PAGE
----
[Working Title] / 2012

[Working Title] / 2012
24 May - 30 June 2012
Installation View
[Working Title] / 2012
24 May - 30 June 2012
Installation View
[Working Title] / 2012
24 May - 30 June 2012
Installation View
[Working Title] / 2012
24 May - 30 June 2012
Installation View
[Working Title] / 2012
24 May - 30 June 2012
Installation View
[Working Title] / 2012
24 May - 30 June 2012
Installation View
[Working Title] / 2012
24 May - 30 June 2012
Installation View
[Working Title] / 2012
24 May - 30 June 2012
Installation View
[Working Title] / 2012
24 May - 30 June 2012
Installation View
[Working Title] / 2012
24 May - 30 June 2012
Installation View
[Working Title] / 2012
24 May - 30 June 2012
Installation View
[Working Title] / 2012
24 May - 30 June 2012
Installation View
[Working Title] / 2012
24 May - 30 June 2012
Installation View
Monique Pelser
A pipe smoking set, 2011
Archival Pigment Ink Print
18 x 26 cm
Thabiso Sekgala
No Place Like This, Ghent, II, 2010
Inkjet print on satin semi-gloss archival paper
84 x 56 cm
Monique Pelser
One new South African flag, 2011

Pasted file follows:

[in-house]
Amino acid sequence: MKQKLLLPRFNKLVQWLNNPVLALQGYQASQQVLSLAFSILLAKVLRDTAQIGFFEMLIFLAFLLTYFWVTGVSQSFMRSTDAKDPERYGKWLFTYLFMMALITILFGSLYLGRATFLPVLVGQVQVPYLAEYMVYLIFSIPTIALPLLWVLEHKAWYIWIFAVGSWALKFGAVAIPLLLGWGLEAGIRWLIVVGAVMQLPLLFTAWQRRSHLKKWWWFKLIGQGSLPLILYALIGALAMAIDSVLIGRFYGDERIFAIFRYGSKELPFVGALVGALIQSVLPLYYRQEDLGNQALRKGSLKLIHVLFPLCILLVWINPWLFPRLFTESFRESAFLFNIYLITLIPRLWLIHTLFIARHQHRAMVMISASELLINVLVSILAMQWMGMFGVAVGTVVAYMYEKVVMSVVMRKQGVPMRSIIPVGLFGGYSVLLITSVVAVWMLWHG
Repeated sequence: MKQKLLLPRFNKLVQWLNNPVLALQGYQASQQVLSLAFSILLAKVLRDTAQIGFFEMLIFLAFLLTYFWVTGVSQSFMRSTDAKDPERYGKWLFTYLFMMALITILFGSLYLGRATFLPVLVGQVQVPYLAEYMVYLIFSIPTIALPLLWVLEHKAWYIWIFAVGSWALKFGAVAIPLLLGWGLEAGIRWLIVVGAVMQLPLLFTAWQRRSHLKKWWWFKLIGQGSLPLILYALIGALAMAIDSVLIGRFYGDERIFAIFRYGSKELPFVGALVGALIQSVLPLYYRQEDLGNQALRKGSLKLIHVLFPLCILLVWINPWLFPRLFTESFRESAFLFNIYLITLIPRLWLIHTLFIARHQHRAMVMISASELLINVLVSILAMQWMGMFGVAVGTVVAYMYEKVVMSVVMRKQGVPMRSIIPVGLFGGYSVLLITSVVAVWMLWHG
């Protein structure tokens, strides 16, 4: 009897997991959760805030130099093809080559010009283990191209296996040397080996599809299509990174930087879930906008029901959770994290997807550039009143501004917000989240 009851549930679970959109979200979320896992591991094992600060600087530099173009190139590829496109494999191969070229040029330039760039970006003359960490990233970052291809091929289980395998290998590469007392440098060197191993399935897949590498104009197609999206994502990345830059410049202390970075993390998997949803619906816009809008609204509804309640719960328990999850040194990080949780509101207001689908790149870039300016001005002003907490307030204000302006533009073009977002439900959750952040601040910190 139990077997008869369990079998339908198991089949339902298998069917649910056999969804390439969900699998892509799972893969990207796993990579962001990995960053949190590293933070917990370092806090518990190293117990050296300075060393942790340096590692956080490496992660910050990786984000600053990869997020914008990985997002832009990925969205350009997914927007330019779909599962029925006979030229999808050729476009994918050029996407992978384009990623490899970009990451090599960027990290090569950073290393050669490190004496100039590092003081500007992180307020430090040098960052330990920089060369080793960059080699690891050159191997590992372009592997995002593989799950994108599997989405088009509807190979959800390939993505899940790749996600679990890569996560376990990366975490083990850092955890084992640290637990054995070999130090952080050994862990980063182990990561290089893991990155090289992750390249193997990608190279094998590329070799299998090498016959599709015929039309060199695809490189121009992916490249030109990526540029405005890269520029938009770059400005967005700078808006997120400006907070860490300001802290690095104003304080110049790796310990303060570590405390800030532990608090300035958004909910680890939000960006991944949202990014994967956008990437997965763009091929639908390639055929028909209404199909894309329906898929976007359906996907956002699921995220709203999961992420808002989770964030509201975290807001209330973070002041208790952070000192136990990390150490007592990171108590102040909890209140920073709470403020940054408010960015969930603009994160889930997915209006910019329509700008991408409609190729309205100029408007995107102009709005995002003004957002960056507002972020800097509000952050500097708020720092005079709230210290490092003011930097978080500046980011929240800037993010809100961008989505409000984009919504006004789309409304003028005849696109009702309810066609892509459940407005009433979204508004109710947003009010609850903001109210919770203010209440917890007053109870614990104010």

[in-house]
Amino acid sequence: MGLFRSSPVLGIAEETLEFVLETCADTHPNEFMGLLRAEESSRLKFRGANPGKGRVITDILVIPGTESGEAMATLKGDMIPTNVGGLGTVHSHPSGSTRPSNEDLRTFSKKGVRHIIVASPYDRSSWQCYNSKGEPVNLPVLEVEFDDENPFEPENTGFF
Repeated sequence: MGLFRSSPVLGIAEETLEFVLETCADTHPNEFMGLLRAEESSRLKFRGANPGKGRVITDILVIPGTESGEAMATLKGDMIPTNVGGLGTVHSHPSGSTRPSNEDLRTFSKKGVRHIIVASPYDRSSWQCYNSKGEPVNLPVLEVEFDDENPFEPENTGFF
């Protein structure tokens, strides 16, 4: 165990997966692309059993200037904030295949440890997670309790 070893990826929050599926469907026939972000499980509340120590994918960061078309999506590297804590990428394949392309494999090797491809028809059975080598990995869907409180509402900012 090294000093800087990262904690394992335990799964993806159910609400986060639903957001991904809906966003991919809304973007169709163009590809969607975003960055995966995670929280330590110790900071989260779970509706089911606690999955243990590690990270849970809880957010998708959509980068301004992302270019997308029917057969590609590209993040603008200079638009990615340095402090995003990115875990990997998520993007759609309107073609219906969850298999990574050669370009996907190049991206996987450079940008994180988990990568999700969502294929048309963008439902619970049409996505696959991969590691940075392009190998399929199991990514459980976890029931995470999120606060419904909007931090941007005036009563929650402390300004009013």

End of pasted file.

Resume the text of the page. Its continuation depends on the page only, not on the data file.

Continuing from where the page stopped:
Archival Pigment Ink Print
18 x 26 cm
Monique Pelser
Six plated t-spoons in a blue leather box, 2011
Archival Pigment Ink Print
18 x 26 cm
Gabrielle Goliath
Berenice 10 - 28 , 2010
Pigment inks on cotton Baryta Gabrielle Goliath courtesy of Lunetta Bartz, MAKER, Johannesburg
108 x 75cm / Set of 18 photographs each measuring 108 x 75 cm
Gerald Machona
Bling Bling: Blood Diamond's Are A Girl's Best Friend, 2010
Decommissioned Zimbabwean and South African currency, lamp and plinth
variable
Monique Pelser
Conversations With My Father, 2009 -
Found photographs, archival prints, sound and video
variable
Thabiso Sekgala
No Place Like This, Ghent, III, 2010
Inkjet print on satin semi-gloss archival paper
84 x 56 cm
Thabiso Sekgala
Cheezy, 2012
Inkjet print on satin semi-gloss archival paper
Work: 60 x 60 cm
Monique Pelser
Parade formal footwear, 2011
Archival Pigment Ink Print
18 x 26 cm
Thabiso Sekgala
Steam Iron, 2012
Inkjet print on satin semi-gloss archival paper
60 x 60 cm
Monique Pelser
City of Johannesburg , 2011
Archival Pigment Ink Print
18 x 26 cm
Reshma Chhiba
Linga-yoni, 2009
Steel frame, comforel, sari, thread, cotton and nylon cord
130 x 47 x 37cm
Monique Pelser
Six Stars, 2011
Archival Pigment Ink Print
18 x 26cm
Monique Pelser
Pair of leather gloves, 2011
Archival Pigment Ink
18 x 26 cm
Thabiso Sekgala
White Sheet Dreams, 2012
Inkjet print on satin semi-gloss archival paper
60 x 60 cm
Kyle Morland
Double Ended Saddle Cut, 2012
Mild steel, base and clearcoat with course silver
114 x 114 x 80cm
Reshma Chhiba
Kundalini Shakti, 2009
Kumkum and turmeric powder with thread and wool on canvas
120 x 100cm
Thabiso Sekgala
No Place Like This, Ghent, I, 2010
Inkjet print on satin semi-gloss archival paper
84 x 56 cm
Monique Pelser
Suspenders, 2011
Archival Pigment Ink Print
18 x 26 cm